Blog Home
  • Categories

  • Call Us Toll-free 800.603.9940

    Start with a Diamond
    Start with Setting
    Jan 13

    white-gold-sapphire-ring.jpgVintage and antique styling of diamond jewelry is one of the hottest trends among the rich and famous, and a new designer is bringing the look to London this year. Gemologist Arabelle Morgan has created an entire line of uniquely styled fine jewels for modern influence on classic pieces and stones.

    Cocktail rings are the largest influence in Morgan’s designs, boasting trendy large stones and bright colors. Feminine pieces whisper of vintage and Victorian Era. Her newest pieces feature diamonds combined with pearls and semi-precious stones in brooches, necklaces, bracelets, rings and earrings.

    White and yellow gold serve as the canvasses displaying pavé diamonds and studded chains. Cuts like kite, pear and rose are also combined with various colored metals and stones. One of her new key pieces is a large cocktail-like ring holding a 69 carat amethyst, set in white gold and bordered by pavé diamonds.

    Another high-end line of diamond jewelry designs unveiled recently features the latest trend of using raw and uncut diamonds as centerpieces. Mixing the raw diamonds with colored gemstones and rare, colored diamonds creates a three-dimensional, colorful work of art. Open settings are commonly claimed the best way to set off a rough diamond, as it makes the jewel reflect more light, and the piece lighter to wear. Rough diamonds are commonly referred to as “antique diamonds” due to their varying color and vintage look.

    Any piece that features a rough diamond is completely unique, as no two uncut stones are alike. They are set in jewelry pieces untouched, displayed just as they are in nature. The upcoming wedding season is expected to have a profound effect on the market for these pieces, subsequently increasing the demand and design lines available to the public.

    Designer Rohit Bal recently launched The Lotus Collection. The line is so named due to its inspiration from the lotus flower. Many pieces reflect a floral influence, crafted of high-quality diamonds. White and colored diamonds, combined with colored gemstones, Conch pearls and Italian corals reflect a natural feel and color scheme. Each piece is handcrafted by an Italian jewelry maker, thus increasing the worth of the organic designs.

    The organic look of a raw diamond helps to create the look of vintage jewels. Many celebrities have been seen wearing them in pieces paired with colored, fancy cut diamonds for a striking look. They may also be paired with other stones like pearls to create a more casual piece for everyday wear.

    Historically, vintage jewelry has boasted intricate engravings and filigree moldings for years. Era-specific basket settings are used in modern bridal sets, attempting to capture the genuine feel of an old stone. Periods of vintage jewelry design include Georgian, Early Victorian, Mid-Victorian, Late Victorian, Arts and Crafts era, Art Nouveau, Edwardian, Art Deco and Retro.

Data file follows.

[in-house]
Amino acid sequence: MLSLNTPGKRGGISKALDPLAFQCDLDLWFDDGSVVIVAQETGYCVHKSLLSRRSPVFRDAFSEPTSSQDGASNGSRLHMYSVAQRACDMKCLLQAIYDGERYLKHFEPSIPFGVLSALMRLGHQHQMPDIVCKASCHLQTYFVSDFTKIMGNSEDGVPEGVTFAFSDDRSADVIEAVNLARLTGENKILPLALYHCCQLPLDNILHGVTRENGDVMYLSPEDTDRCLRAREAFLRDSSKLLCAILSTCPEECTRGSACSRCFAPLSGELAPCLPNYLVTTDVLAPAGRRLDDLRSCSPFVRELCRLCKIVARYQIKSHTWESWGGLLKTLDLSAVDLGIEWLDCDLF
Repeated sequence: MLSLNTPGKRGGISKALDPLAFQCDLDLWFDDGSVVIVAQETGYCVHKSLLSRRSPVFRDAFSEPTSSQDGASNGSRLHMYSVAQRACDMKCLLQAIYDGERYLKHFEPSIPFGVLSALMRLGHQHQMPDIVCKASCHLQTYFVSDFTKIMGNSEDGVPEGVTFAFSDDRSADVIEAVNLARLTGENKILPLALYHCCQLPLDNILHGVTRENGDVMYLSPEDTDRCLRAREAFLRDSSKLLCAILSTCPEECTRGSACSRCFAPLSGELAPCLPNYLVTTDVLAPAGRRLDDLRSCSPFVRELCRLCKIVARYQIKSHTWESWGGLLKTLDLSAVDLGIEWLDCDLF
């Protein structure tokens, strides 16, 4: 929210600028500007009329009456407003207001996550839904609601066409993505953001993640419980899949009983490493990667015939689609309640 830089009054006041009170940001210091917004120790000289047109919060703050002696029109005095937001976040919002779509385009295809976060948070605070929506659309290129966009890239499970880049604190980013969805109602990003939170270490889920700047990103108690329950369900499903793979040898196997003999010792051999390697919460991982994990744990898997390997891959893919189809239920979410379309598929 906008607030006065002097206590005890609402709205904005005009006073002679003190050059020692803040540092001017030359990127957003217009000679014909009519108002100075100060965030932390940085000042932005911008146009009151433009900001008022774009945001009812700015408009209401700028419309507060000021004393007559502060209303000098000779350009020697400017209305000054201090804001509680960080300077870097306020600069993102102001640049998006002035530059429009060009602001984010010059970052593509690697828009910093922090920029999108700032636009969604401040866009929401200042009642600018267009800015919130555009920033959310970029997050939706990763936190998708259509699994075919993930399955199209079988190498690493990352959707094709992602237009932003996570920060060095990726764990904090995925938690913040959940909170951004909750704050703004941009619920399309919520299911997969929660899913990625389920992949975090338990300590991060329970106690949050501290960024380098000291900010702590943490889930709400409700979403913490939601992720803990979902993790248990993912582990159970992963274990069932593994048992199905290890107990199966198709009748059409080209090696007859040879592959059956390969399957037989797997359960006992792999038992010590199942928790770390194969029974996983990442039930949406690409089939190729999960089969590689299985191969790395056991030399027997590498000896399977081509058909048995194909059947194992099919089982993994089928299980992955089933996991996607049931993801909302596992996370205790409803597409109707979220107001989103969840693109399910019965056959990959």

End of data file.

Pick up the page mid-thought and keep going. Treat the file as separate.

Jewelry from the Georgian era was often handmade and extremely valuable. Each piece was truly original, as no two pieces were alike. This era’s pieces are extremely rare. Modern designers borrow the nature-inspired floral and leaf designs from Georgian jewelry.

    Early Victorian jewels were encrusted in brooches and pendants, and brought the styling of the locket to mainstream wear. Etched gold and floral designs were also popular then, but the women of that time wore their diamonds only in the evening.

    Heavy and dark stones are the hallmark centerpiece of a Mid-Victorian piece. Today’s black and chocolate diamonds reflect the style that mourned the death of Queen Victoria‘s husband. Colored stones and flamboyant designs originally surfaced during this time as well.

    Late Victorian jewelry utilized star and crescent carvings and designs. Colored stones were combined with diamonds for the first time during these times.

    Raw stones were first used during the Arts and Crafts period, from 1894-1923. Many designers rebelled against the Industrial Revolution during this time, reverting to handmade methods once again.

    The Art Nouveau period brought us more natural designs featuring butterflies and flowers from 1895-1915. This style is first credited to Frenchman Rene Jules Lalique.

    From 1901-1910, Edwardian jewelry exploded with large and elaborate fashions. When King Edward succeeded his mother, Queen Victoria, colorful gems and expensive diamonds influenced the styles of jewelry worn.

    Art Deco jewelry, made from 1920 to 1935, boasts geometric shapes, hard and edgy lines, and bright colors. Bracelets were quite commonly stacked during this time, paving the way for the modern cuff bracelet and trend of stacking bangles.

    Retro jewelry, inspired by Hollywood starlets, reigned in the 1940s and today. These designs are extremely colorful and bold. Evidence of large cocktail rings and elaborate earrings, watches, bracelets and necklaces whisper in today’s Hollywood baubles.

    The “vintage” jewelry touted today by the world’s rich and famous is a culmination of previous eras and modern influence. Increasing popularity of the style with celebrities guarantees an influx of choices for the rest of us in the very near future.

    2 Responses to “Vintage Designs in Diamond Jewelry”

    1. I love Vintache Watches Says:

      thanks !! very helpful post!

    2. dkny wristwatches Says:

      If you could have any vintage wristwatch, which would it be.

    Leave a Reply